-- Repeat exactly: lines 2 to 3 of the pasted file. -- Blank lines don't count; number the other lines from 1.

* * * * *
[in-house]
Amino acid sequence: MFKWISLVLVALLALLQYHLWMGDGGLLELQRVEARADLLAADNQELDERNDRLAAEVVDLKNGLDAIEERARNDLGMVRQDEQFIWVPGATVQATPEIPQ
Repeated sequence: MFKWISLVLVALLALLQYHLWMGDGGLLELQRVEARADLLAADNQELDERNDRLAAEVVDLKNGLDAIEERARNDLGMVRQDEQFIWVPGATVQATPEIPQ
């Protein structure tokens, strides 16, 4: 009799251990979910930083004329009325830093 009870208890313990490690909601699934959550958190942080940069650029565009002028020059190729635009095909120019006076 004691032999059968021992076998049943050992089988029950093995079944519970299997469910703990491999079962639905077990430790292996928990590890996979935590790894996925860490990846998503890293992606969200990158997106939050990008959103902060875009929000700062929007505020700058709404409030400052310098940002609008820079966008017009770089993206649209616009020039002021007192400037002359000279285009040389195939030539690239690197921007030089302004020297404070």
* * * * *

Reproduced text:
Amino acid sequence: MFKWISLVLVALLALLQYHLWMGDGGLLELQRVEARADLLAADNQELDERNDRLAAEVVDLKNGLDAIEERARNDLGMVRQDEQFIWVPGATVQATPEIPQ
Repeated sequence: MFKWISLVLVALLALLQYHLWMGDGGLLELQRVEARADLLAADNQELDERNDRLAAEVVDLKNGLDAIEERARNDLGMVRQDEQFIWVPGATVQATPEIPQ